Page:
This Week in Aspen History |

This Week in Aspen History

One b/w photo of the newly-built Prince of Peace Chapel, 1969. Highlands is visible in the background.
Aspen Historical Society/Courtesy photo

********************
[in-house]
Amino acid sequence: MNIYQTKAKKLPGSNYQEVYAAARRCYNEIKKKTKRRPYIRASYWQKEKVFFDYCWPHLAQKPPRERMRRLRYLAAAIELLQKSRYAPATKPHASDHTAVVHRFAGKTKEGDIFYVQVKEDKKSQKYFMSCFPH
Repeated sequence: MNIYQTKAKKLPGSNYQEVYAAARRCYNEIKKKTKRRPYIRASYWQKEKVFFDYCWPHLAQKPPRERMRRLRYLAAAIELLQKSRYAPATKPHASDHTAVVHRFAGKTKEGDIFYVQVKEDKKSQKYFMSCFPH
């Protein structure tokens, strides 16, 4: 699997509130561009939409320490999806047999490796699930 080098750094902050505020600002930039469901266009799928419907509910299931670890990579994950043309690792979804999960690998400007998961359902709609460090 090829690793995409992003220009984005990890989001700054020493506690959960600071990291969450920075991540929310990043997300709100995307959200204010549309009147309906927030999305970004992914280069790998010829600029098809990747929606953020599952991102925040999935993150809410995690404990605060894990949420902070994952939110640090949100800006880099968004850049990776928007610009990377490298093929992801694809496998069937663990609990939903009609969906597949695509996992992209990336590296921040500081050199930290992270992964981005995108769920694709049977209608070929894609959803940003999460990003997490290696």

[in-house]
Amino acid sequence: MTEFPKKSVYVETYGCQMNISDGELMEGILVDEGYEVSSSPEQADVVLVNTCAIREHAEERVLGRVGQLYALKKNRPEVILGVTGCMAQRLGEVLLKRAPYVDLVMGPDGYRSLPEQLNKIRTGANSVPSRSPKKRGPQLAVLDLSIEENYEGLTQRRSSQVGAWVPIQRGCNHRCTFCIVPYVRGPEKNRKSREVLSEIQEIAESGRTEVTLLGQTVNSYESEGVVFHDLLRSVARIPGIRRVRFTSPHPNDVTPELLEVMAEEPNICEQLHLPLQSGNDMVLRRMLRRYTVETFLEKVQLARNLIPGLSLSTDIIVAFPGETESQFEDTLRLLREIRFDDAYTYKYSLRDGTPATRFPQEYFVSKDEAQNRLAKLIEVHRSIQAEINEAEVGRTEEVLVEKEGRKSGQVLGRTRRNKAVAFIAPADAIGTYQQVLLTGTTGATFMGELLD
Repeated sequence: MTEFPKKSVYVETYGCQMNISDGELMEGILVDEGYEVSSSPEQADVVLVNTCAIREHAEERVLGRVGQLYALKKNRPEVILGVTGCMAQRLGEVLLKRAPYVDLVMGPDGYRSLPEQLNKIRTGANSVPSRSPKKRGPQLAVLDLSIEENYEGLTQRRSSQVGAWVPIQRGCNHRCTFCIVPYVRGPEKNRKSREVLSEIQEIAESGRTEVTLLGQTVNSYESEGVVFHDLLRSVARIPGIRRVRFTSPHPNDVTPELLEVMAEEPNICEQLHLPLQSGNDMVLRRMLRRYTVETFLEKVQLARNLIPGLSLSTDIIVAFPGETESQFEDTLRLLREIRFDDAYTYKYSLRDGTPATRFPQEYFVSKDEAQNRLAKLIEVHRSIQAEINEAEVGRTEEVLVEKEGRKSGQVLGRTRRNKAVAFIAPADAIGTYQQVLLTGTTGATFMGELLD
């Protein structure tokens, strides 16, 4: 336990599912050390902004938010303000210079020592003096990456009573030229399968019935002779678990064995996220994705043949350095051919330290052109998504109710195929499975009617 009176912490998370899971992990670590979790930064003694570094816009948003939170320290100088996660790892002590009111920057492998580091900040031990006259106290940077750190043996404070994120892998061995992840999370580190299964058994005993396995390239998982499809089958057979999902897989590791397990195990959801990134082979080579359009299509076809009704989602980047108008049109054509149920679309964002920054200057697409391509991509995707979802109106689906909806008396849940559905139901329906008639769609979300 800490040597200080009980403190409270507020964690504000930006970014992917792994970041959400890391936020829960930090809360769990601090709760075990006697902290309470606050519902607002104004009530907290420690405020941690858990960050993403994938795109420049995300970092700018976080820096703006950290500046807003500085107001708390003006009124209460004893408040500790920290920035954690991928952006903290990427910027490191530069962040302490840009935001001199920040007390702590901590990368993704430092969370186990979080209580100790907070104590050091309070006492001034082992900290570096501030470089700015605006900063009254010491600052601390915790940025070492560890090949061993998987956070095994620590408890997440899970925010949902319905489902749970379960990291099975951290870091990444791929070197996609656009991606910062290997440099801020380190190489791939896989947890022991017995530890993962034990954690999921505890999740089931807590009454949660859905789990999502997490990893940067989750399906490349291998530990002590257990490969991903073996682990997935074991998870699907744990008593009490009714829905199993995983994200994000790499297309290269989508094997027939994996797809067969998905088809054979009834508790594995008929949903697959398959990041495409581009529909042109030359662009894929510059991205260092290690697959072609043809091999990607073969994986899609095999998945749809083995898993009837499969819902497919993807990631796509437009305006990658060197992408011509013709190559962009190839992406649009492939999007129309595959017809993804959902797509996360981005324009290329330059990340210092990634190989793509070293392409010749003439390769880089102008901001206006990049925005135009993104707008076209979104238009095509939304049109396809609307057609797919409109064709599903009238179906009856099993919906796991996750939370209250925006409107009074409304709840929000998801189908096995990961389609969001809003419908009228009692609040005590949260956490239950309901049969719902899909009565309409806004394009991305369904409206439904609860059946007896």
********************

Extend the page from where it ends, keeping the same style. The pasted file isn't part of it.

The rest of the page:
“Chapel nears completion,” declared The Aspen Times on April 24, 1969. “Rising at the Maroon Creek-Castle Creek junction west of Aspen, the Chapel of the Prince of Peace at Aspen stands at the near-fruition of many men’s dreams. Dedicated to ecuminity, the chapel was developed under the leadership of E.M. Yost, Overseer Emeritus of the Rocky Mountain Mennonite Conference. Bishop Yost was intrigued by what he saw on a visit to ‘The Mill of Peace’ in France, an old flour mill restructured to provide a place for meditation and spiritual renewal. He envisioned a similar chapel in the Roaring Fork Valley as an outgrowth of the Aspen Hospital ministry. Among Aspenites, Bishop Yost found others who also dreamed of erecting here ‘an architecture to evoke the ideal functioning of a concept, a concept of engaging religious faith in conversation with the world.’ The site for the building was donated by William Chambers and J.W. Vandeveer, and an addition to the site was given by the late Leonard Thomas. Additional functions of the Chapel include its use as a center for retreats, for meditations, for special worship services open to all, for musical presentations, for drama, for exhibits of art and literature, poetical readings- all effort to seek paths leading to brotherhood and peace. It is felt that the individuality and intellectual climate of Aspen make it the ideal site for a project with the goals of the Chapel’s many-faceted program. The development of the Chapel program with be insured by the involvement and participation of an interested cross-section of society, individuals, business and industry, religious and education institutions, and foundations.”

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